For a more detailed understanding of the invention, for further objects and advantages thereof, reference can now be made to the following description, taken in conjunction with the accompanying drawings, in which:
The innovative teachings of the present invention will be described with particular reference to various exemplary embodiments. However, it should be understood that this class of embodiments provides only a few examples of the many advantageous uses of the innovative teachings of the invention. In general, statements made in the specification of the present application do not necessarily limit any of the various claimed aspects of the present invention. Moreover, some statements may apply to some inventive features but not to others. In the drawings, like or similar elements are designated with identical reference numerals throughout the several views.
The present invention provides a method and a WLAN Integration Gateway (WIG) node that allows a Mobile Node (MN) to seamlessly roam between General Packet Radio Service (GPRS) based networks (including a Universal Mobile Telephone System—UMTS—or any other suitable type of digital cellular network) toward a Wireless Local Area Network (WLAN). The present invention further allows Mobile Network Operators (MNO) to integrate WLAN transparently to the MN subscribers without impacting the mobile network architecture and design, as well as transparently delivering Third Generation (3G) services over the WLAN. For these purpose, the present invention handles a handoff between GPRS networks and WLANs by using GPRS Tunnelling Protocol (GTP) between the WIG node and the GPRS Support Nodes (such as the Service GPRS Support Node (SGSN) and the Gateway GPRS Support Node (SSGS)) of the GPRS/UMTS networks.
Furthermore, the present invention does not affect the existing GPRS/UMTS network architecture or the associated services, which allows the MNOs to easily integrate WLAN functionality into the existing GPRS/UMTS network by using the WIG node according to the invention. It also allows the MNOs to deliver 3G services seamlessly to the MN users when the MNs are equipped with a WIG client capable of supporting WLAN service. The WIG node of the present invention provides seamless connectivity and transparency between the WLAN and GPRS/UMTS networks using GTP, by connecting the MN via the WLAN to a GGSN.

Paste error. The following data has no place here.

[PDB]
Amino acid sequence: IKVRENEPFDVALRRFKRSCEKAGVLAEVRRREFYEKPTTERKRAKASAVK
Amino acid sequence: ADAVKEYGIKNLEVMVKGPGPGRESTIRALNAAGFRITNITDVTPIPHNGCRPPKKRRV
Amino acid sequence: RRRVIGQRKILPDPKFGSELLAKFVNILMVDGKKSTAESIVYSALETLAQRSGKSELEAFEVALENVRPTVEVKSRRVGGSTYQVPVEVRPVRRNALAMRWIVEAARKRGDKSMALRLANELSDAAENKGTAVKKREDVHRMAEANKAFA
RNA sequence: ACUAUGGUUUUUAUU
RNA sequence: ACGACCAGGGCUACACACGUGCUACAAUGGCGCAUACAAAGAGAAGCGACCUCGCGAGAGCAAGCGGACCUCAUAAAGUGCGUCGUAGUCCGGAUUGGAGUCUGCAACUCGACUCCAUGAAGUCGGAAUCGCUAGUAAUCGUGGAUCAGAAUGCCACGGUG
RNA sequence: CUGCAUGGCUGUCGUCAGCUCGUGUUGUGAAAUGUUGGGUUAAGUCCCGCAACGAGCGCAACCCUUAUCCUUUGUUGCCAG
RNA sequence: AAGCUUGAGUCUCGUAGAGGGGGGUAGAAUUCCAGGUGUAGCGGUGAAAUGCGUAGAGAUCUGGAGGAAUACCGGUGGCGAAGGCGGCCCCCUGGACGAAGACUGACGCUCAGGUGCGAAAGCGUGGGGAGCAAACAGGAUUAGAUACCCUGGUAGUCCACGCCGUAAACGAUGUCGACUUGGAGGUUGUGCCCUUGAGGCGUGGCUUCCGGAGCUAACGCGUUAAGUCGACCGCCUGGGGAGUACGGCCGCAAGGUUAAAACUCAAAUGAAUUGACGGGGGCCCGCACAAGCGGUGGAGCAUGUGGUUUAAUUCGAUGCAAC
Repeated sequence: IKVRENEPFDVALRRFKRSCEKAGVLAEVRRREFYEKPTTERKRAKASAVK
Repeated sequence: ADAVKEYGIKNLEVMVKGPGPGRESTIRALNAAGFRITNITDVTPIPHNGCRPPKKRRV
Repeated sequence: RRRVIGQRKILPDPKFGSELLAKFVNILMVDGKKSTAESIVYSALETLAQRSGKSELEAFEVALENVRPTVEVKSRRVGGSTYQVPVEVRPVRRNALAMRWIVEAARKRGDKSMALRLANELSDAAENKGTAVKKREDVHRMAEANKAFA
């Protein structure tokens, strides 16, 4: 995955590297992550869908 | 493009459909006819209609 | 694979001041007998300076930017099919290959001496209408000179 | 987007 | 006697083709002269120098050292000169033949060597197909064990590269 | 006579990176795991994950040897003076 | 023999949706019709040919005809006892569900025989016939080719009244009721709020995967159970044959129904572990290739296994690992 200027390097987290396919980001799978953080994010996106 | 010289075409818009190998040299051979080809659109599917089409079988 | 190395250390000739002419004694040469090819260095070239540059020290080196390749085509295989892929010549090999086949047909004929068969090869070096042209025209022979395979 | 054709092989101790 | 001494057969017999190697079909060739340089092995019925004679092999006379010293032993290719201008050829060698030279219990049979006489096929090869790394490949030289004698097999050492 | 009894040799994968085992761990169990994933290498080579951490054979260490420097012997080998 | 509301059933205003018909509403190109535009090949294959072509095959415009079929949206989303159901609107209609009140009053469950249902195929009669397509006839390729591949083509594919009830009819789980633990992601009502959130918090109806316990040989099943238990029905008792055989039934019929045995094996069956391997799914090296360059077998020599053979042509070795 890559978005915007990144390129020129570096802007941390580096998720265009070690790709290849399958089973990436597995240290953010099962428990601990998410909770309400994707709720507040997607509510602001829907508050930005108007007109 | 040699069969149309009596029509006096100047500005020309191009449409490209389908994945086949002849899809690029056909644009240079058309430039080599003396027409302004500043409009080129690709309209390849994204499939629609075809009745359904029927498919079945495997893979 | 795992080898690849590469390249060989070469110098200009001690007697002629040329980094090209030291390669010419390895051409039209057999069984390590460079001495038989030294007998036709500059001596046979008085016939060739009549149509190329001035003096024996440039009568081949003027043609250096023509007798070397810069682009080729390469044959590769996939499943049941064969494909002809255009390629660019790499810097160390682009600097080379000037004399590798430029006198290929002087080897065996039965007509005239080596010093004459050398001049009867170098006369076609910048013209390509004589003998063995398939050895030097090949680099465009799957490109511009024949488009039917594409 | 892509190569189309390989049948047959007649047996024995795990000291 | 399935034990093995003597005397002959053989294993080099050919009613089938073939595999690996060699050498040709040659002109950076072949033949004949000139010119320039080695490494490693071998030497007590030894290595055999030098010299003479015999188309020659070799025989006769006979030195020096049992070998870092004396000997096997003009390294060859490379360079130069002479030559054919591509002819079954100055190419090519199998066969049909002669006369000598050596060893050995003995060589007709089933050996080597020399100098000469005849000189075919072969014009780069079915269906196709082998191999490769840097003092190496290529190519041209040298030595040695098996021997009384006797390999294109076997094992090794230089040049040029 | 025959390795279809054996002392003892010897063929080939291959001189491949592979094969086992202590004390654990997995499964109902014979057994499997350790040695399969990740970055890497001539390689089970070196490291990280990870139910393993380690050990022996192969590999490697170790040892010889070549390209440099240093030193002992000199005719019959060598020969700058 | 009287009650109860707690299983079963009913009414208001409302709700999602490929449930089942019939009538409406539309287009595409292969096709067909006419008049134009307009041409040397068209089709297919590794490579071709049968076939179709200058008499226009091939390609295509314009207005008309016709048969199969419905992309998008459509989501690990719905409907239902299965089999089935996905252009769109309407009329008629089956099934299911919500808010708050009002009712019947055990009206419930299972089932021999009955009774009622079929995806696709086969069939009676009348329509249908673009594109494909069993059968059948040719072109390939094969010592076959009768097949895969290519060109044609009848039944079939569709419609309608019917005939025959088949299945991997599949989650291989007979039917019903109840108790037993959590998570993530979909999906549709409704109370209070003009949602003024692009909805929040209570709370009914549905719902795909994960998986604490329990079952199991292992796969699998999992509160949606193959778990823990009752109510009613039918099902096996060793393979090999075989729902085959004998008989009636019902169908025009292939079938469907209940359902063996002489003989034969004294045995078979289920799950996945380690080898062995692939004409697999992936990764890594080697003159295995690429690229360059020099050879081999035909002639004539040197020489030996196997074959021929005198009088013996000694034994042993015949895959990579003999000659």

According to the present invention, the WIG node supports a Gn interface towards the GPRS/UMTS network and directly interfaces with the SGSN and GGSN nodes, and also supports mobility between the GPRS/UMTS network when the MN roams from an SGSN (GPRS/UMTS) routing area into a WLAN routing area. The mobility is handled using GTP between the WIG node and the GSN nodes of the GPRS/UMTS network. In the WLAN network, the mobility between different APs is handled as part of any one of the possible WLAN specifications, as described hereinbefore.
Reference is now made to
According to the preferred embodiment of the present invention, there is provided a WIG node 132 responsible for supporting WLAN data communications with mobile nodes equipped with a WLAN adapter in a WLAN coverage area 102. For example, a mobile node 140 may receive cellular radio service from the cellular network 100 while physically residing in the radio coverage area of that network, but can further receive WLAN radio service when roaming in the coverage area of the WLAN 102. The WIG node 132 connects to a plurality of Access Points (AP) 134-138, which are responsible for providing wireless layer 2 connectivity to the mobile node. The WIG node 132 is also linked to the GGSN node 104 and to the SGSN 110 via a Gn interface 106 and is capable of supporting GTP tunneling with the GGSN 104.